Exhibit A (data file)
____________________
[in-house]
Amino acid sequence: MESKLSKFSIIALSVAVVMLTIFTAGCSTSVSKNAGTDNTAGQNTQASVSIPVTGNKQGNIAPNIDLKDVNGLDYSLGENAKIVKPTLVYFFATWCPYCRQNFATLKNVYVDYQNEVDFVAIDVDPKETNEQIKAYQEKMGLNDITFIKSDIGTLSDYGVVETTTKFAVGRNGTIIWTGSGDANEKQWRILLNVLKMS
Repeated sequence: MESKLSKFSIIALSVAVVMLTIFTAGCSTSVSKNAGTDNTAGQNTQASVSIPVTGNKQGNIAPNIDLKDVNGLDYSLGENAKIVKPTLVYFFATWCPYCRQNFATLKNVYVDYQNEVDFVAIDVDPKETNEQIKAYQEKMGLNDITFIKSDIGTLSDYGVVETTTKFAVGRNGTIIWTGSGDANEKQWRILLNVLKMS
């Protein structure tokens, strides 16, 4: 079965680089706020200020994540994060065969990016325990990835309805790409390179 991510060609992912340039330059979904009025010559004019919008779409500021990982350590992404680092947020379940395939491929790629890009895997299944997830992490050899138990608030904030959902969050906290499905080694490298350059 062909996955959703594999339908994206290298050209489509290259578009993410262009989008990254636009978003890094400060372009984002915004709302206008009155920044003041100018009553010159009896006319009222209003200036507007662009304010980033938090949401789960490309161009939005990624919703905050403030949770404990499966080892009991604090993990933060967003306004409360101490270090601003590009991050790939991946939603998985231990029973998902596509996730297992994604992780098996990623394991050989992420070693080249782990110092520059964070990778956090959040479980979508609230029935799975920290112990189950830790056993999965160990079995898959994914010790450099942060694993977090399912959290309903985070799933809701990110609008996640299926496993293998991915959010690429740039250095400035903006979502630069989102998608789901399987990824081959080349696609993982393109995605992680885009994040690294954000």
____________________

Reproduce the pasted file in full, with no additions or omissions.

[in-house]
Amino acid sequence: MESKLSKFSIIALSVAVVMLTIFTAGCSTSVSKNAGTDNTAGQNTQASVSIPVTGNKQGNIAPNIDLKDVNGLDYSLGENAKIVKPTLVYFFATWCPYCRQNFATLKNVYVDYQNEVDFVAIDVDPKETNEQIKAYQEKMGLNDITFIKSDIGTLSDYGVVETTTKFAVGRNGTIIWTGSGDANEKQWRILLNVLKMS
Repeated sequence: MESKLSKFSIIALSVAVVMLTIFTAGCSTSVSKNAGTDNTAGQNTQASVSIPVTGNKQGNIAPNIDLKDVNGLDYSLGENAKIVKPTLVYFFATWCPYCRQNFATLKNVYVDYQNEVDFVAIDVDPKETNEQIKAYQEKMGLNDITFIKSDIGTLSDYGVVETTTKFAVGRNGTIIWTGSGDANEKQWRILLNVLKMS
């Protein structure tokens, strides 16, 4: 079965680089706020200020994540994060065969990016325990990835309805790409390179 991510060609992912340039330059979904009025010559004019919008779409500021990982350590992404680092947020379940395939491929790629890009895997299944997830992490050899138990608030904030959902969050906290499905080694490298350059 062909996955959703594999339908994206290298050209489509290259578009993410262009989008990254636009978003890094400060372009984002915004709302206008009155920044003041100018009553010159009896006319009222209003200036507007662009304010980033938090949401789960490309161009939005990624919703905050403030949770404990499966080892009991604090993990933060967003306004409360101490270090601003590009991050790939991946939603998985231990029973998902596509996730297992994604992780098996990623394991050989992420070693080249782990110092520059964070990778956090959040479980979508609230029935799975920290112990189950830790056993999965160990079995898959994914010790450099942060694993977090399912959290309903985070799933809701990110609008996640299926496993293998991915959010690429740039250095400035903006979502630069989102998608789901399987990824081959080349696609993982393109995605992680885009994040690294954000």